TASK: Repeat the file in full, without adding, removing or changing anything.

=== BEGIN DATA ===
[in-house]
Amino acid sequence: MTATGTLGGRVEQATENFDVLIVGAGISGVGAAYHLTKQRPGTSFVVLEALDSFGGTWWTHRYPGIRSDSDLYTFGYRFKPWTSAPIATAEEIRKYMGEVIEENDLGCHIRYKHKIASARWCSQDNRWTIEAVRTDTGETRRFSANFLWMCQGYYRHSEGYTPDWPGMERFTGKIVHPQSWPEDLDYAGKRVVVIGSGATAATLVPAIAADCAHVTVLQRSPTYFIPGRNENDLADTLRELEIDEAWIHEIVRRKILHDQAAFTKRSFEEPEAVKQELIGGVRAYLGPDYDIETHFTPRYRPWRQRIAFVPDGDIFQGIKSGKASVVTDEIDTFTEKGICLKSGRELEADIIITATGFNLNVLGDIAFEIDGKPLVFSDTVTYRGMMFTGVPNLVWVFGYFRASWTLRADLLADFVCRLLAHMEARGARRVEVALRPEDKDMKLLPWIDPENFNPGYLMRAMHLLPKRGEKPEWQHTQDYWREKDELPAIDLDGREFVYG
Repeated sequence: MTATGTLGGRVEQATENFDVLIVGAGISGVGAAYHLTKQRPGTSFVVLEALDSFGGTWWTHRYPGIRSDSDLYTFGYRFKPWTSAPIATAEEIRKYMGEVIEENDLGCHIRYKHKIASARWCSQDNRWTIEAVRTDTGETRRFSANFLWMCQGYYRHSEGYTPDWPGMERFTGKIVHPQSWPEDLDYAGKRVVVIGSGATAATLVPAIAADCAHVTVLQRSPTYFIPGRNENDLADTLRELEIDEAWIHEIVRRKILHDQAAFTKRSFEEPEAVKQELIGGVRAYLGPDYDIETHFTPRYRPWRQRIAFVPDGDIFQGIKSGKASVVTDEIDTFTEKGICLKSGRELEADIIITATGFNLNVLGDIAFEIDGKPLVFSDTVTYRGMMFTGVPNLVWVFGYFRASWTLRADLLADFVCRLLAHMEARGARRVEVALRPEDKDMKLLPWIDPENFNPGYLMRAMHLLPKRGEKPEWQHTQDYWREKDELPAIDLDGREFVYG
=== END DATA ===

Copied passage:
[in-house]
Amino acid sequence: MTATGTLGGRVEQATENFDVLIVGAGISGVGAAYHLTKQRPGTSFVVLEALDSFGGTWWTHRYPGIRSDSDLYTFGYRFKPWTSAPIATAEEIRKYMGEVIEENDLGCHIRYKHKIASARWCSQDNRWTIEAVRTDTGETRRFSANFLWMCQGYYRHSEGYTPDWPGMERFTGKIVHPQSWPEDLDYAGKRVVVIGSGATAATLVPAIAADCAHVTVLQRSPTYFIPGRNENDLADTLRELEIDEAWIHEIVRRKILHDQAAFTKRSFEEPEAVKQELIGGVRAYLGPDYDIETHFTPRYRPWRQRIAFVPDGDIFQGIKSGKASVVTDEIDTFTEKGICLKSGRELEADIIITATGFNLNVLGDIAFEIDGKPLVFSDTVTYRGMMFTGVPNLVWVFGYFRASWTLRADLLADFVCRLLAHMEARGARRVEVALRPEDKDMKLLPWIDPENFNPGYLMRAMHLLPKRGEKPEWQHTQDYWREKDELPAIDLDGREFVYG
Repeated sequence: MTATGTLGGRVEQATENFDVLIVGAGISGVGAAYHLTKQRPGTSFVVLEALDSFGGTWWTHRYPGIRSDSDLYTFGYRFKPWTSAPIATAEEIRKYMGEVIEENDLGCHIRYKHKIASARWCSQDNRWTIEAVRTDTGETRRFSANFLWMCQGYYRHSEGYTPDWPGMERFTGKIVHPQSWPEDLDYAGKRVVVIGSGATAATLVPAIAADCAHVTVLQRSPTYFIPGRNENDLADTLRELEIDEAWIHEIVRRKILHDQAAFTKRSFEEPEAVKQELIGGVRAYLGPDYDIETHFTPRYRPWRQRIAFVPDGDIFQGIKSGKASVVTDEIDTFTEKGICLKSGRELEADIIITATGFNLNVLGDIAFEIDGKPLVFSDTVTYRGMMFTGVPNLVWVFGYFRASWTLRADLLADFVCRLLAHMEARGARRVEVALRPEDKDMKLLPWIDPENFNPGYLMRAMHLLPKRGEKPEWQHTQDYWREKDELPAIDLDGREFVYG